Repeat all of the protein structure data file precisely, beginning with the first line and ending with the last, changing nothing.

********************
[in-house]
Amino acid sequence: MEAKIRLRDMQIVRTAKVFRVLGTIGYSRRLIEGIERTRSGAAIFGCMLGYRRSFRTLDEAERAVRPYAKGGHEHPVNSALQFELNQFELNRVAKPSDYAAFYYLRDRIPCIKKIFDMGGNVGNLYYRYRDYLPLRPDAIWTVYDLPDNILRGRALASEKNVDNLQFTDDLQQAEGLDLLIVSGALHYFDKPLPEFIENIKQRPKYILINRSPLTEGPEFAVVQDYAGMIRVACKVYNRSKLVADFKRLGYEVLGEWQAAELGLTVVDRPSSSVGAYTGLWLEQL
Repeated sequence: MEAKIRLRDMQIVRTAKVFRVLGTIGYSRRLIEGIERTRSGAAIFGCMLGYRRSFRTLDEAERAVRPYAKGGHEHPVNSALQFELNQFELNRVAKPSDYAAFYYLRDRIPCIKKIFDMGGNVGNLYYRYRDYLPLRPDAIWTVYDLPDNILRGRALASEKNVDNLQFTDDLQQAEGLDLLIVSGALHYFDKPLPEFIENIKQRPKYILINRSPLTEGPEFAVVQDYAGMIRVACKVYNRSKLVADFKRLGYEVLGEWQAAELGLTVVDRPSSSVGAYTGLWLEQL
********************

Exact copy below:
[in-house]
Amino acid sequence: MEAKIRLRDMQIVRTAKVFRVLGTIGYSRRLIEGIERTRSGAAIFGCMLGYRRSFRTLDEAERAVRPYAKGGHEHPVNSALQFELNQFELNRVAKPSDYAAFYYLRDRIPCIKKIFDMGGNVGNLYYRYRDYLPLRPDAIWTVYDLPDNILRGRALASEKNVDNLQFTDDLQQAEGLDLLIVSGALHYFDKPLPEFIENIKQRPKYILINRSPLTEGPEFAVVQDYAGMIRVACKVYNRSKLVADFKRLGYEVLGEWQAAELGLTVVDRPSSSVGAYTGLWLEQL
Repeated sequence: MEAKIRLRDMQIVRTAKVFRVLGTIGYSRRLIEGIERTRSGAAIFGCMLGYRRSFRTLDEAERAVRPYAKGGHEHPVNSALQFELNQFELNRVAKPSDYAAFYYLRDRIPCIKKIFDMGGNVGNLYYRYRDYLPLRPDAIWTVYDLPDNILRGRALASEKNVDNLQFTDDLQQAEGLDLLIVSGALHYFDKPLPEFIENIKQRPKYILINRSPLTEGPEFAVVQDYAGMIRVACKVYNRSKLVADFKRLGYEVLGEWQAAELGLTVVDRPSSSVGAYTGLWLEQL